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August 30, 2006Workshop on Scholarly Databases1 Chris Rosin Parity Computing, Inc. Accuracy of Author Disambiguation August 30, 2006 Indiana University,

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Presentation on theme: "August 30, 2006Workshop on Scholarly Databases1 Chris Rosin Parity Computing, Inc. Accuracy of Author Disambiguation August 30, 2006 Indiana University,"— Presentation transcript:

1 August 30, 2006Workshop on Scholarly Databases1 Chris Rosin Parity Computing, Inc. Accuracy of Author Disambiguation August 30, 2006 Indiana University, Bloomington, IN Workshop on Scholarly Databases

2 August 30, 2006Workshop on Scholarly Databases2 Introduction Chris Rosin, President Parity Computing, Inc. –Headquarters in San Diego, CA –Providing intelligent automation for large collections of text –Commercial software and services –Clients are primarily scholarly publishers

3 August 30, 2006Workshop on Scholarly Databases3 Data Proprietary data held by a client Core is bibliographic metadata –Header metadata, abstract&indexing, references... –Many millions of records Additional public and private data sources –Patent metadata, institution databases... Fulltext Repositories

4 August 30, 2006Workshop on Scholarly Databases4 Integration Challenges Data quality and consistency –Varying data capture policies, partially structured data –Incorrect/omitted fields Scalability to very large databases Consistently identify entities across records, databases, representations –Duplicate record detection and consensus record creation –Author merging and disambiguation –Affiliation parsing and institution standardization –Reference extraction and linking New value derived from integrated data –e.g., extended author profiles

5 August 30, 2006Workshop on Scholarly Databases5 Author Disambiguation Accuracy Partition author occurrences into distinct profiles –e.g. 500 Medline occurrences of “C. Sato” as article author –Partition into profiles of sizes 139, 47, 14, 13, 12,... Automation can use all available context in database –Coauthors, affiliations, titles, abstract, indexing, references... Evaluate the automation –Compare with a trained human using the same data –Bias: only merge with sufficient evidence to be confident Different from fully researching identities (e.g. AMS) Starting from automated profiles, use as baseline for feedback via authors/editors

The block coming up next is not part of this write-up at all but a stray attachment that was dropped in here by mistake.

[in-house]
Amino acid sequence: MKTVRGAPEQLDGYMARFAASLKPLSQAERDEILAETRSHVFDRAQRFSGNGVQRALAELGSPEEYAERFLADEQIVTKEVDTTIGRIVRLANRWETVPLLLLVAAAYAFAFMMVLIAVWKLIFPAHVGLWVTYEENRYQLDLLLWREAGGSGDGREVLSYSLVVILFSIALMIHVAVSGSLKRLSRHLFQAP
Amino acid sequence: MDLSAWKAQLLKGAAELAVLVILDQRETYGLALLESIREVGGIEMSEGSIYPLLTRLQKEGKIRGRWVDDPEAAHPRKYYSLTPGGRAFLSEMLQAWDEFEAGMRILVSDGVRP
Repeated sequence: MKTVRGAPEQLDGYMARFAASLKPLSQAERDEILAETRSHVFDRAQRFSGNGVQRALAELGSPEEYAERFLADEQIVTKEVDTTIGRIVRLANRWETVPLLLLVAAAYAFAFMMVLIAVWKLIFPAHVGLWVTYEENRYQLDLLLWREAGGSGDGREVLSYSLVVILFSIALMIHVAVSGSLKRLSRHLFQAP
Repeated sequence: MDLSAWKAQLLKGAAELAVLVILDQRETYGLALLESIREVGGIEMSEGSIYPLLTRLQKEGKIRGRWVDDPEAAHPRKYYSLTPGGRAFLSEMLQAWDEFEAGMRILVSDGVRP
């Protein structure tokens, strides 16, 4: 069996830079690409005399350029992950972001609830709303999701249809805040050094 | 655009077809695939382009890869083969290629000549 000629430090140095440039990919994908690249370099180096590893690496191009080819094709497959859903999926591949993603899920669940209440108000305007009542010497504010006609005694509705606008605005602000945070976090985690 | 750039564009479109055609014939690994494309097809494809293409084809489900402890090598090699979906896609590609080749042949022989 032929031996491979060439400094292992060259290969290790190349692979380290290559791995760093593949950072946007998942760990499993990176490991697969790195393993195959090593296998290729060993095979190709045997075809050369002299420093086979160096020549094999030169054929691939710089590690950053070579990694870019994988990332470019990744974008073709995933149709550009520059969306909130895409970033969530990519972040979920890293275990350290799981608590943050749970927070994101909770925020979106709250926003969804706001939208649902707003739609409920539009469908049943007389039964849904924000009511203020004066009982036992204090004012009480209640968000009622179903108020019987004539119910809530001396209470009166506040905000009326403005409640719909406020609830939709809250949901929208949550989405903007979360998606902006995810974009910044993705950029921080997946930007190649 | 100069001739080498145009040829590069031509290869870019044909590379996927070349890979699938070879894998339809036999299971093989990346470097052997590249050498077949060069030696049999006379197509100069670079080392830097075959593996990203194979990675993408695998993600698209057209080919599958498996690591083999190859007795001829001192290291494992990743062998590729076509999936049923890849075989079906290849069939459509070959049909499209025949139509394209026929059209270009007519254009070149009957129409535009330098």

6 August 30, 2006Workshop on Scholarly Databases6 Author Disambiguation Precision & Recall Compare automated profiles to actual authors Define precision and recall appropriately for this context Precision: for a profile, the (largest) fraction of occurrences in a profile that belong to the same actual author –What fraction of the profile is correct? Recall: for an actual author, the fraction of that author’s occurrences contained in the author’s largest profile –How complete is the author’s largest profile? Average precision and recall weighted by #occurrences, so each occurrence counts equally towards the average. On some proprietary databases, we find that automation can achieve ~99% precision and ~95% recall.

7 August 30, 2006Workshop on Scholarly Databases7 Data Example (Medline) Profile 1 Sato C, Nishizawa K, Kojima K. Calcium-dependent process in reduction of cell surface charge after x-irradiation. Int J Radiat Biol Relat Stud Phys Chem Med, (PMID ) Sato C, Kuriyama R, Nishizawa K. Microtubule-organizing centers abnormal in number, structure, and nucleating activity in x-irradiated mammalian cells. J Cell Biol, (PMID ) Profile 2 Sato C, Nishizawa K, Nakayama T, Ohtsuka K, Nakamura H, Kobayashi T, Inagaki M (Laboratory of Experimental Radiology, Aichi Cancer Center Research Institute, Nagoya, Japan). Rapid phosphorylation of MAP-2- related cytoplasmic and nuclear Mr 300,000 protein by serine kinases after growth stimulation in quiescent cells. Exp Cell Res, (PMID ) Precision 100%, Recall 66.7%

8 August 30, 2006Workshop on Scholarly Databases8 Chris Rosin Parity Computing, Inc. San Diego, CA


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